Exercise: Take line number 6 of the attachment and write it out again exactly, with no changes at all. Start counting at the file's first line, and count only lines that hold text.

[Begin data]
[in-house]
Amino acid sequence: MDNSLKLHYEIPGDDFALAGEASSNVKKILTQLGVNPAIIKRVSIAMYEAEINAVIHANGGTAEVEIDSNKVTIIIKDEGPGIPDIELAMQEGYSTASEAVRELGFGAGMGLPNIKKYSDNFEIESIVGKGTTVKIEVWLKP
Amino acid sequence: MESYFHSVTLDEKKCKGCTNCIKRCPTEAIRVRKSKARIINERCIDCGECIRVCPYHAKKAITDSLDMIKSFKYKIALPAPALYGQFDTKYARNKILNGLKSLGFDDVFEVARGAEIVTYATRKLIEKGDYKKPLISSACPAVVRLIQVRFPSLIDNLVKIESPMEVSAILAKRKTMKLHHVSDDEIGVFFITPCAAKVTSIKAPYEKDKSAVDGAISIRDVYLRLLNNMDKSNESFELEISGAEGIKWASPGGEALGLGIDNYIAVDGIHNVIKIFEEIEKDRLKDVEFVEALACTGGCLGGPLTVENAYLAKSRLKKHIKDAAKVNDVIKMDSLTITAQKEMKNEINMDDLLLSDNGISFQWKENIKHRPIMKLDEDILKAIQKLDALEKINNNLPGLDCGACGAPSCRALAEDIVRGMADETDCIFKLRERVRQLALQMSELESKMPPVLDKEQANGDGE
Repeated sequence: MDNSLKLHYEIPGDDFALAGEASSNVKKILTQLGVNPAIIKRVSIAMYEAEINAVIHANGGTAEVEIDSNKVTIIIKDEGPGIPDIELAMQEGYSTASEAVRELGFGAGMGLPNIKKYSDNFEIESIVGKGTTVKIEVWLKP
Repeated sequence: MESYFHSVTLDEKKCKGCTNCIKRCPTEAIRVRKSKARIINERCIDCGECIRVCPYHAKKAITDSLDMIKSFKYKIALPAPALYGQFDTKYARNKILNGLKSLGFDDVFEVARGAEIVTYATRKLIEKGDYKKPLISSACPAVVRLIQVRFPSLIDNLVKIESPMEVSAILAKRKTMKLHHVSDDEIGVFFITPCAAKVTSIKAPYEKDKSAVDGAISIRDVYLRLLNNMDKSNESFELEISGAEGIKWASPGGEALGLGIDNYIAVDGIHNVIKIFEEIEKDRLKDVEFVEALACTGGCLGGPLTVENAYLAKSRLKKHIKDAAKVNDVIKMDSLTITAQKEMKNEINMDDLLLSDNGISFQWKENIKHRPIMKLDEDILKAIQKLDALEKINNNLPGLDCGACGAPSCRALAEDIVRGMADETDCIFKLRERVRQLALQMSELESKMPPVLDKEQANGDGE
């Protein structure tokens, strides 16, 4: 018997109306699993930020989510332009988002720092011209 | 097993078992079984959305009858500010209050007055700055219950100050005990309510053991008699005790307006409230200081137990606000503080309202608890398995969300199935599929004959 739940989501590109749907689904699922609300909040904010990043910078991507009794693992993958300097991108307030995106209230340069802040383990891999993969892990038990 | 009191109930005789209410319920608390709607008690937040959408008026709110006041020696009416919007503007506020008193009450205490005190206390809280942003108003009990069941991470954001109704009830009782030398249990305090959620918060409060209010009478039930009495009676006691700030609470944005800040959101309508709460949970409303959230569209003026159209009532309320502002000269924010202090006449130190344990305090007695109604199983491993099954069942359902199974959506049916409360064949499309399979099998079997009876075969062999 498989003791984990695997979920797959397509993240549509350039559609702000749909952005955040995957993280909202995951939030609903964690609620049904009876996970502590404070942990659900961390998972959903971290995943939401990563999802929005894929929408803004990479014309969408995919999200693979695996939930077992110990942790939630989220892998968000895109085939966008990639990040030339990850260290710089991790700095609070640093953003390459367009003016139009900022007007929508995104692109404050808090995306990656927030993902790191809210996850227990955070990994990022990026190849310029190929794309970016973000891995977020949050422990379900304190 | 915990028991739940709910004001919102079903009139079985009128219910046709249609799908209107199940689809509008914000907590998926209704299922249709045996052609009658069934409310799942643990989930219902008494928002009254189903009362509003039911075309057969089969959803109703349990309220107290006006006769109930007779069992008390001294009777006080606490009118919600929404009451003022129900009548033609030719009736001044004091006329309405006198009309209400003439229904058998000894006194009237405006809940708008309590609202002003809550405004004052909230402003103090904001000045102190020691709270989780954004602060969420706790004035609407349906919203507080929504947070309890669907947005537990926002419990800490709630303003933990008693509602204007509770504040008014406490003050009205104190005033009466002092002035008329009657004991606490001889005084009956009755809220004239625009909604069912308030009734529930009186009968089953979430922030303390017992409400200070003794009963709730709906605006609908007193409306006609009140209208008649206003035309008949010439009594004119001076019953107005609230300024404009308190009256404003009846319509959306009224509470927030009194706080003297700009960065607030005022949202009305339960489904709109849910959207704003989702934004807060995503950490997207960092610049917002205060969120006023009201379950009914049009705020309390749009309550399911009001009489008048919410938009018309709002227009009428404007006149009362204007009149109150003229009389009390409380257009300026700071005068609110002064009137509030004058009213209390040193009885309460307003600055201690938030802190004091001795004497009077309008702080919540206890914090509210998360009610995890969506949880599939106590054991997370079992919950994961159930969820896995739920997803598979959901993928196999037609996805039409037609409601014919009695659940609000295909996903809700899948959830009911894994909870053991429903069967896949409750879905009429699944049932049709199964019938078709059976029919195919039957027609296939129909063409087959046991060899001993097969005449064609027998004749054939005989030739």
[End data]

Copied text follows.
């Protein structure tokens, strides 16, 4: 018997109306699993930020989510332009988002720092011209 | 097993078992079984959305009858500010209050007055700055219950100050005990309510053991008699005790307006409230200081137990606000503080309202608890398995969300199935599929004959 739940989501590109749907689904699922609300909040904010990043910078991507009794693992993958300097991108307030995106209230340069802040383990891999993969892990038990 | 009191109930005789209410319920608390709607008690937040959408008026709110006041020696009416919007503007506020008193009450205490005190206390809280942003108003009990069941991470954001109704009830009782030398249990305090959620918060409060209010009478039930009495009676006691700030609470944005800040959101309508709460949970409303959230569209003026159209009532309320502002000269924010202090006449130190344990305090007695109604199983491993099954069942359902199974959506049916409360064949499309399979099998079997009876075969062999 498989003791984990695997979920797959397509993240549509350039559609702000749909952005955040995957993280909202995951939030609903964690609620049904009876996970502590404070942990659900961390998972959903971290995943939401990563999802929005894929929408803004990479014309969408995919999200693979695996939930077992110990942790939630989220892998968000895109085939966008990639990040030339990850260290710089991790700095609070640093953003390459367009003016139009900022007007929508995104692109404050808090995306990656927030993902790191809210996850227990955070990994990022990026190849310029190929794309970016973000891995977020949050422990379900304190 | 915990028991739940709910004001919102079903009139079985009128219910046709249609799908209107199940689809509008914000907590998926209704299922249709045996052609009658069934409310799942643990989930219902008494928002009254189903009362509003039911075309057969089969959803109703349990309220107290006006006769109930007779069992008390001294009777006080606490009118919600929404009451003022129900009548033609030719009736001044004091006329309405006198009309209400003439229904058998000894006194009237405006809940708008309590609202002003809550405004004052909230402003103090904001000045102190020691709270989780954004602060969420706790004035609407349906919203507080929504947070309890669907947005537990926002419990800490709630303003933990008693509602204007509770504040008014406490003050009205104190005033009466002092002035008329009657004991606490001889005084009956009755809220004239625009909604069912308030009734529930009186009968089953979430922030303390017992409400200070003794009963709730709906605006609908007193409306006609009140209208008649206003035309008949010439009594004119001076019953107005609230300024404009308190009256404003009846319509959306009224509470927030009194706080003297700009960065607030005022949202009305339960489904709109849910959207704003989702934004807060995503950490997207960092610049917002205060969120006023009201379950009914049009705020309390749009309550399911009001009489008048919410938009018309709002227009009428404007006149009362204007009149109150003229009389009390409380257009300026700071005068609110002064009137509030004058009213209390040193009885309460307003600055201690938030802190004091001795004497009077309008702080919540206890914090509210998360009610995890969506949880599939106590054991997370079992919950994961159930969820896995739920997803598979959901993928196999037609996805039409037609409601014919009695659940609000295909996903809700899948959830009911894994909870053991429903069967896949409750879905009429699944049932049709199964019938078709059976029919195919039957027609296939129909063409087959046991060899001993097969005449064609027998004749054939005989030739």